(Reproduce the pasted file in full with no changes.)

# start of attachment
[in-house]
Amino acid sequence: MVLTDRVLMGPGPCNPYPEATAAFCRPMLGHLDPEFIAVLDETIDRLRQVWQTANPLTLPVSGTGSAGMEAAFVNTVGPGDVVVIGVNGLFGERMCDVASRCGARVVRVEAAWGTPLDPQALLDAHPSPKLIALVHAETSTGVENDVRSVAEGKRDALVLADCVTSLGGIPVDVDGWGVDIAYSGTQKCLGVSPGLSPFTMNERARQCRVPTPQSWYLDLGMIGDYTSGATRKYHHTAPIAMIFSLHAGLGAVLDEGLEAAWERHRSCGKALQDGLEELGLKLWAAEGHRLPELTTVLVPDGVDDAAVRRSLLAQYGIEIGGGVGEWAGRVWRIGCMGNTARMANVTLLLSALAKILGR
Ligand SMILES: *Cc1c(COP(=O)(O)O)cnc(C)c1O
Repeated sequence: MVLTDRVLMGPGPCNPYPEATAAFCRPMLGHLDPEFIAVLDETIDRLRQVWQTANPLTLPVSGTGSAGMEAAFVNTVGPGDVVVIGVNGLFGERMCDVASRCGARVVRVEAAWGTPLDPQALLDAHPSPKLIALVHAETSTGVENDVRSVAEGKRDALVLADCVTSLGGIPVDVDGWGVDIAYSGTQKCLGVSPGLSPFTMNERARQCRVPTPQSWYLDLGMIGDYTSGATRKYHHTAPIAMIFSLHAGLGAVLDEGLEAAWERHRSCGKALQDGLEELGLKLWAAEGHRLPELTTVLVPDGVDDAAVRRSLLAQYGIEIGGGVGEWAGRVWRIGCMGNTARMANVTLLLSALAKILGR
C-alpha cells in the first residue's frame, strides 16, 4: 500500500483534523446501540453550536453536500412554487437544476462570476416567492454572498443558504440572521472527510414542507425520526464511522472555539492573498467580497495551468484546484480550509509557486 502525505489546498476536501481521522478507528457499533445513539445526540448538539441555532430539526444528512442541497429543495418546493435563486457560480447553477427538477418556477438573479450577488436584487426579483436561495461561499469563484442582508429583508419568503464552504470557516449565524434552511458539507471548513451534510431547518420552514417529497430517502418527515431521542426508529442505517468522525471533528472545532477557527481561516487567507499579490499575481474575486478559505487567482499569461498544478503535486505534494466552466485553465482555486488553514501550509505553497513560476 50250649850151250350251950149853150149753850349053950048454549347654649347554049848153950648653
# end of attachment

[in-house]
Amino acid sequence: MVLTDRVLMGPGPCNPYPEATAAFCRPMLGHLDPEFIAVLDETIDRLRQVWQTANPLTLPVSGTGSAGMEAAFVNTVGPGDVVVIGVNGLFGERMCDVASRCGARVVRVEAAWGTPLDPQALLDAHPSPKLIALVHAETSTGVENDVRSVAEGKRDALVLADCVTSLGGIPVDVDGWGVDIAYSGTQKCLGVSPGLSPFTMNERARQCRVPTPQSWYLDLGMIGDYTSGATRKYHHTAPIAMIFSLHAGLGAVLDEGLEAAWERHRSCGKALQDGLEELGLKLWAAEGHRLPELTTVLVPDGVDDAAVRRSLLAQYGIEIGGGVGEWAGRVWRIGCMGNTARMANVTLLLSALAKILGR
Ligand SMILES: *Cc1c(COP(=O)(O)O)cnc(C)c1O
Repeated sequence: MVLTDRVLMGPGPCNPYPEATAAFCRPMLGHLDPEFIAVLDETIDRLRQVWQTANPLTLPVSGTGSAGMEAAFVNTVGPGDVVVIGVNGLFGERMCDVASRCGARVVRVEAAWGTPLDPQALLDAHPSPKLIALVHAETSTGVENDVRSVAEGKRDALVLADCVTSLGGIPVDVDGWGVDIAYSGTQKCLGVSPGLSPFTMNERARQCRVPTPQSWYLDLGMIGDYTSGATRKYHHTAPIAMIFSLHAGLGAVLDEGLEAAWERHRSCGKALQDGLEELGLKLWAAEGHRLPELTTVLVPDGVDDAAVRRSLLAQYGIEIGGGVGEWAGRVWRIGCMGNTARMANVTLLLSALAKILGR
C-alpha cells in the first residue's frame, strides 16, 4: 500500500483534523446501540453550536453536500412554487437544476462570476416567492454572498443558504440572521472527510414542507425520526464511522472555539492573498467580497495551468484546484480550509509557486 502525505489546498476536501481521522478507528457499533445513539445526540448538539441555532430539526444528512442541497429543495418546493435563486457560480447553477427538477418556477438573479450577488436584487426579483436561495461561499469563484442582508429583508419568503464552504470557516449565524434552511458539507471548513451534510431547518420552514417529497430517502418527515431521542426508529442505517468522525471533528472545532477557527481561516487567507499579490499575481474575486478559505487567482499569461498544478503535486505534494466552466485553465482555486488553514501550509505553497513560476 50250649850151250350251950149853150149753850349053950048454549347654649347554049848153950648653